“Getting Out of Our Heads” – David Berry, 2011
…See with every turning day,
how each season makes a child
of you again…
– from Coleman’s Bed by David Whyte
“What they don’t understand about birthdays and what they never tell you is that when you’re eleven, you’re also ten, and nine, and eight, and seven, and six, and five, and four, and three, and two, and one. And when you wake up on your eleventh birthday you expect to feel eleven, but you don’t. You open your eyes and everything’s just like yesterday, only it’s today. And you don’t feel eleven at all. You feel like you’re still ten. And you are—underneath the year that makes you eleven.”
– from Eleven by Sandra Cisneros
I asked my students, third and fourth year undergraduates, if they considered themselves creative. They do not.
I said, “It’s impossible to be alive and not be creative. Living is the purest act of creativity there is.”
They stared back at me.
I said, “Living equals learning. Learning equals creativity. Therefore, you are creative.”
Some nods. A lot of blank faces.
They don’t see themselves as creative. Few mature people do. At around 7 or 8 years old our spontaneous creativity dries up and we learn to devote more time to comparison than to creation.
And, the great news? The great news for every enterprise that needs to evolve, shift, change and grow to survive and to thrive? (That is, all of them.)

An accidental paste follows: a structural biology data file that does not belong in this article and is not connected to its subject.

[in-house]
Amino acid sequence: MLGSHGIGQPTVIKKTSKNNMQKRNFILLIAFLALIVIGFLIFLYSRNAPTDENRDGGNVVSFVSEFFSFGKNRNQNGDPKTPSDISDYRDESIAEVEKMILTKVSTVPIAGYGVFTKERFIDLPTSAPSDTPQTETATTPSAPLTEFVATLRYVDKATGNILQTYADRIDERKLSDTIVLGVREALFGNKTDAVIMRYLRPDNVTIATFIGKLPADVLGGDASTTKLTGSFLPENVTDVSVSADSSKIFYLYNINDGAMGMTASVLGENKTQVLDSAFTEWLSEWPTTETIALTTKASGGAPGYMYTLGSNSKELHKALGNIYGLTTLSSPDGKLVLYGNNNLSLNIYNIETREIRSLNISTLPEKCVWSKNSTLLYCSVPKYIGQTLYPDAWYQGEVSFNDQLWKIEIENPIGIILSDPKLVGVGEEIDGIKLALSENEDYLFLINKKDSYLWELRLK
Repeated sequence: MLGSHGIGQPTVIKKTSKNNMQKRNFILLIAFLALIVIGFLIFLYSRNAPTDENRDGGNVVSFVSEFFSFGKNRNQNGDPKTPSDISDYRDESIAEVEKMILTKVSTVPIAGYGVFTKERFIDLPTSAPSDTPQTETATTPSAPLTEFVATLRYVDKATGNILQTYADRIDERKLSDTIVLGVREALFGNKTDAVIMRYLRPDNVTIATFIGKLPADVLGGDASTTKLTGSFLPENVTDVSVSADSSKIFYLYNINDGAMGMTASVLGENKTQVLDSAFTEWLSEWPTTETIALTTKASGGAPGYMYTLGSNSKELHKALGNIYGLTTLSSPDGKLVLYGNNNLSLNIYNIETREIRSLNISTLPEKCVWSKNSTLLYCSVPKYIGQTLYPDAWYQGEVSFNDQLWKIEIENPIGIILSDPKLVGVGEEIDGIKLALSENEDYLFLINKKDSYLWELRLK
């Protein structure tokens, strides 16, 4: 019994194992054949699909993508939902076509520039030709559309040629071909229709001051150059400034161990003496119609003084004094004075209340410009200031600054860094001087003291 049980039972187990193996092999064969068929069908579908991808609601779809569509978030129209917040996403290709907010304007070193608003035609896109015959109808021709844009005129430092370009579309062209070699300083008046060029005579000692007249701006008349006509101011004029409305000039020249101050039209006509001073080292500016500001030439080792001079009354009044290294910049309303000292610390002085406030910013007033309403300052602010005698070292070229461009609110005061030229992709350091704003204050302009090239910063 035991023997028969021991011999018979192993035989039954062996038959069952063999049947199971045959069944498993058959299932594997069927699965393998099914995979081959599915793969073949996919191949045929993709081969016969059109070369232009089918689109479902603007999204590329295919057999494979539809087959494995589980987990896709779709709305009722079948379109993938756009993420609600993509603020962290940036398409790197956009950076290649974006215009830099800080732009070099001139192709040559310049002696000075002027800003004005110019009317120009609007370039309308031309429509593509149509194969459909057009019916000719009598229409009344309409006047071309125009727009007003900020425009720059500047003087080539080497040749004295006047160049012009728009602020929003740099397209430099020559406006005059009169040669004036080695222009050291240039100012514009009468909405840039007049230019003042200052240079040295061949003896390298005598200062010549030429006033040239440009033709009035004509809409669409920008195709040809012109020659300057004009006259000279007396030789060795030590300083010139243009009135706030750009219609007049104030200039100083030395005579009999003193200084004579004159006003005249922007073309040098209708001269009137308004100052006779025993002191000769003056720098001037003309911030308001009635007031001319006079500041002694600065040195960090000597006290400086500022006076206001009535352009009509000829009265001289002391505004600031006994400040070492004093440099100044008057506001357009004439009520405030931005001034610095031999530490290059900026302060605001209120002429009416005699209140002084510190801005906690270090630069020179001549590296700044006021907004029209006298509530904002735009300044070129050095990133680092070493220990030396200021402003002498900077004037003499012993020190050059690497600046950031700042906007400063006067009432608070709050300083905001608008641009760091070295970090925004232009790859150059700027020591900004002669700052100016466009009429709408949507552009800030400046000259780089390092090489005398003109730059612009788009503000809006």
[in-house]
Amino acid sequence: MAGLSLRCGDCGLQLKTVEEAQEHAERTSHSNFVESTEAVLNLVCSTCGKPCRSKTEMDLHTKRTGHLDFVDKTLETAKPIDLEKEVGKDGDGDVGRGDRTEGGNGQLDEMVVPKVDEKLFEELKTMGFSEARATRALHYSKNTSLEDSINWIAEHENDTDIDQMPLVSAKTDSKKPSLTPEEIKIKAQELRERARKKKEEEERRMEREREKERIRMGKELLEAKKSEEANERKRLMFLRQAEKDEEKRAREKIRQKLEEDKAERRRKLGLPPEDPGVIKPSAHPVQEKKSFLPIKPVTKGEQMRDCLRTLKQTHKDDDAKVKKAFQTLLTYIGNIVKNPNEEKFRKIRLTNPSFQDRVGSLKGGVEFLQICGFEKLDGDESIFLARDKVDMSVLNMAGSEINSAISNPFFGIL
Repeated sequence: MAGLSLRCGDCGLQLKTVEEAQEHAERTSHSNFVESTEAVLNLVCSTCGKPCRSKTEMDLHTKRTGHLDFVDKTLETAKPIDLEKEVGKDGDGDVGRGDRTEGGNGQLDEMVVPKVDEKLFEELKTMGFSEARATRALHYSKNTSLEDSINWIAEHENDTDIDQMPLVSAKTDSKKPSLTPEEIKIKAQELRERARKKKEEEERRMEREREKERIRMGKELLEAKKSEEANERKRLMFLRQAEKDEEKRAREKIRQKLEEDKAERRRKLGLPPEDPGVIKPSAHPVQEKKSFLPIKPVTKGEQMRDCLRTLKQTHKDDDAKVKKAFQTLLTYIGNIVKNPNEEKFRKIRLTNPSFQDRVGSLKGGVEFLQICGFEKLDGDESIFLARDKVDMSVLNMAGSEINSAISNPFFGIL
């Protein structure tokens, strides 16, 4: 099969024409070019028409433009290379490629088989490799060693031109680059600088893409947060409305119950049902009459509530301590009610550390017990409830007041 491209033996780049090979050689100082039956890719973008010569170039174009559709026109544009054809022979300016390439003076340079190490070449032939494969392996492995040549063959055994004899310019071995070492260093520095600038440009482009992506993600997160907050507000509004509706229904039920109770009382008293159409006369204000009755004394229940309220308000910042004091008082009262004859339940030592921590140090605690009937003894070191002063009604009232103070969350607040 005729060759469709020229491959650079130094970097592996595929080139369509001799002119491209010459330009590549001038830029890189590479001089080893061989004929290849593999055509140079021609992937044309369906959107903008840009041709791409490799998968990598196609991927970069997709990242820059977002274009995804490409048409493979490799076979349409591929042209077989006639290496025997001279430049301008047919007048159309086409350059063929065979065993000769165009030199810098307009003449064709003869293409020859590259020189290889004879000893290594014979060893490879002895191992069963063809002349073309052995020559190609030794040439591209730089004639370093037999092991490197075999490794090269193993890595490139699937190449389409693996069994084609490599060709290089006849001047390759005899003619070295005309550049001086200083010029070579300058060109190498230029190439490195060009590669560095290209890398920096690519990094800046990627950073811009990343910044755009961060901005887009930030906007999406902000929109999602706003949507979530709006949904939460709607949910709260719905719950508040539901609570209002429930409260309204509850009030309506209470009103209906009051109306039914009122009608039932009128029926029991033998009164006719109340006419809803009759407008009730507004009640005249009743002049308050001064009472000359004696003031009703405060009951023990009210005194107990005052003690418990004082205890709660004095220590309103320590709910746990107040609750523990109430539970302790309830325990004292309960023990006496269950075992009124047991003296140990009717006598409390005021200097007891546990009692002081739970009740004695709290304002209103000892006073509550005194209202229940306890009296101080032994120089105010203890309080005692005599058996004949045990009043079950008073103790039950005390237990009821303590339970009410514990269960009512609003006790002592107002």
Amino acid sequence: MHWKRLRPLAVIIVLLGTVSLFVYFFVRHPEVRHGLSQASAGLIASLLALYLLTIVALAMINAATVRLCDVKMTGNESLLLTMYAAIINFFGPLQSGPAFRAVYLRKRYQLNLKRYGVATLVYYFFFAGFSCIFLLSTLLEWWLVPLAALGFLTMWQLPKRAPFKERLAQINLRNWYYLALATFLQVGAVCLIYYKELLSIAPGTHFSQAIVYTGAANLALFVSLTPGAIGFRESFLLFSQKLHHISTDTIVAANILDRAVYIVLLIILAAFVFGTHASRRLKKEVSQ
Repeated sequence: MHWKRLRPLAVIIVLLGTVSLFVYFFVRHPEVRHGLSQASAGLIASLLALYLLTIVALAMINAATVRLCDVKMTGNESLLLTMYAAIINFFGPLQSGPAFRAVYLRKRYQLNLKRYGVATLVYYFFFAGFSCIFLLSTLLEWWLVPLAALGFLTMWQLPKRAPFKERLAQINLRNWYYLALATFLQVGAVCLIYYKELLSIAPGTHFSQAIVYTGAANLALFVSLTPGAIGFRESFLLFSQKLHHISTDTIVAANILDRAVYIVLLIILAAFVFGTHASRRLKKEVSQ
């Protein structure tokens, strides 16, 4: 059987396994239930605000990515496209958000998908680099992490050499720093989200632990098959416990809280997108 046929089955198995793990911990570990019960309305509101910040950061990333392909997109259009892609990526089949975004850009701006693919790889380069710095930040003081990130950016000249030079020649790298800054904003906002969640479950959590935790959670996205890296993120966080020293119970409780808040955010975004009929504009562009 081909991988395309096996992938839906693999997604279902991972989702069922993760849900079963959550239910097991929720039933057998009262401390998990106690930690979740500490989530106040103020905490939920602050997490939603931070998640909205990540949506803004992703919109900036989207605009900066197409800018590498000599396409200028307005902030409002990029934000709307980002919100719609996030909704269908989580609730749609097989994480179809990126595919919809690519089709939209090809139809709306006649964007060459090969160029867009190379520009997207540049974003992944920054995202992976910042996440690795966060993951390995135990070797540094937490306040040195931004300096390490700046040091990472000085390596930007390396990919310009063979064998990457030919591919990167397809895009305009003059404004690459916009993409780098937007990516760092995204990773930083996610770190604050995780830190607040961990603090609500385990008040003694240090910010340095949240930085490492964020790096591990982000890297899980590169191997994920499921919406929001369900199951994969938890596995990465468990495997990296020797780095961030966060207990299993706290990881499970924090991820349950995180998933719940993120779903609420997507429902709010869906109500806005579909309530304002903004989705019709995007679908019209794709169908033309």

The great news is that the 7 and 8-year-old version of every single person you meet is still there, right there inside of them.
And your job…my job…as teacher, leader, parent, supervisor…is to help them reconnect to that kid and activate his or her inherent creative genius.
They will fight you. Maybe even vigorously. Because that pure creative expression is a scary kind of power. It’s chaos unleashed. But only for a little while. Only until you learn how to work with it again. And then, like all good positive disciplines it becomes an extraordinary, reliable source of opportunity and possibility.
Become a child again this weekend. Go get dirty. Go build something, paint something, construct something, play something, learn something. Forget “good enough.”
Your creativity is an alarm clock with no snooze button and it’s going off right now.
DAVID BERRY is the author of “A More Daring Life: Finding Voice at the Crossroads of Change” and the founder of RULE13 Learning. He speaks and writes about the complexity of leading in a changing world. Connect with him on Twitter at @berrydavid.